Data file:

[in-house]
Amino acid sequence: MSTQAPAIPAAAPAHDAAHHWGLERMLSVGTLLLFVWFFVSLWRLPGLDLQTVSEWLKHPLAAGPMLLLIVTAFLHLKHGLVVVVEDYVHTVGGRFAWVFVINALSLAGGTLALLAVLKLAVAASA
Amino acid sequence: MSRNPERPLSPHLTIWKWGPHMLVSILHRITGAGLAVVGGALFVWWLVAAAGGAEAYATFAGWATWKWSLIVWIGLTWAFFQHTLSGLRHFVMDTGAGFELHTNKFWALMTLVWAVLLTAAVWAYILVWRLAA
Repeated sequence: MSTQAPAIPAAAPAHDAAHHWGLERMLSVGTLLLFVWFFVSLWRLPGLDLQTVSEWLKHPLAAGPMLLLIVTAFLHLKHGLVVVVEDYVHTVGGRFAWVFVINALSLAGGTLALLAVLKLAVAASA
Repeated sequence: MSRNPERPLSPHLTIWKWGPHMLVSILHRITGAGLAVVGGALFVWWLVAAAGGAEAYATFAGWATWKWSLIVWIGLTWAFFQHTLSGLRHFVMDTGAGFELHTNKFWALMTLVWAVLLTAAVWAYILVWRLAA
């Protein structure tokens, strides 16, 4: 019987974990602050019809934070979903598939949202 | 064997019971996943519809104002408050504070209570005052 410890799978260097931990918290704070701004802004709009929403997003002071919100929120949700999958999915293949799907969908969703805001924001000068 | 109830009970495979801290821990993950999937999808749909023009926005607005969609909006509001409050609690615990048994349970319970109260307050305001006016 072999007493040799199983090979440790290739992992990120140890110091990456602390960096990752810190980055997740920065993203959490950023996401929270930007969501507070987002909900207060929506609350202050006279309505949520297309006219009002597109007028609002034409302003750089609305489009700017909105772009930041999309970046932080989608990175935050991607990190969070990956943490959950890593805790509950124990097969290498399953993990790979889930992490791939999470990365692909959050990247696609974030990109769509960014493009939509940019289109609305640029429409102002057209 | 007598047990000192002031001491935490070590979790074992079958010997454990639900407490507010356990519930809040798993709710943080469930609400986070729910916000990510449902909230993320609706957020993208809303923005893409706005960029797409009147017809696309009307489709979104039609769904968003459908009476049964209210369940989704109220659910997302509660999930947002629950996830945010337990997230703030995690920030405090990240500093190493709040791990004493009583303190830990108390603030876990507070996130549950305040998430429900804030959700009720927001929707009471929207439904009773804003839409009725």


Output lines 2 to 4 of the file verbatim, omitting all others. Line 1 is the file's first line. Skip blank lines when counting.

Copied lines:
Amino acid sequence: MSTQAPAIPAAAPAHDAAHHWGLERMLSVGTLLLFVWFFVSLWRLPGLDLQTVSEWLKHPLAAGPMLLLIVTAFLHLKHGLVVVVEDYVHTVGGRFAWVFVINALSLAGGTLALLAVLKLAVAASA
Amino acid sequence: MSRNPERPLSPHLTIWKWGPHMLVSILHRITGAGLAVVGGALFVWWLVAAAGGAEAYATFAGWATWKWSLIVWIGLTWAFFQHTLSGLRHFVMDTGAGFELHTNKFWALMTLVWAVLLTAAVWAYILVWRLAA
Repeated sequence: MSTQAPAIPAAAPAHDAAHHWGLERMLSVGTLLLFVWFFVSLWRLPGLDLQTVSEWLKHPLAAGPMLLLIVTAFLHLKHGLVVVVEDYVHTVGGRFAWVFVINALSLAGGTLALLAVLKLAVAASA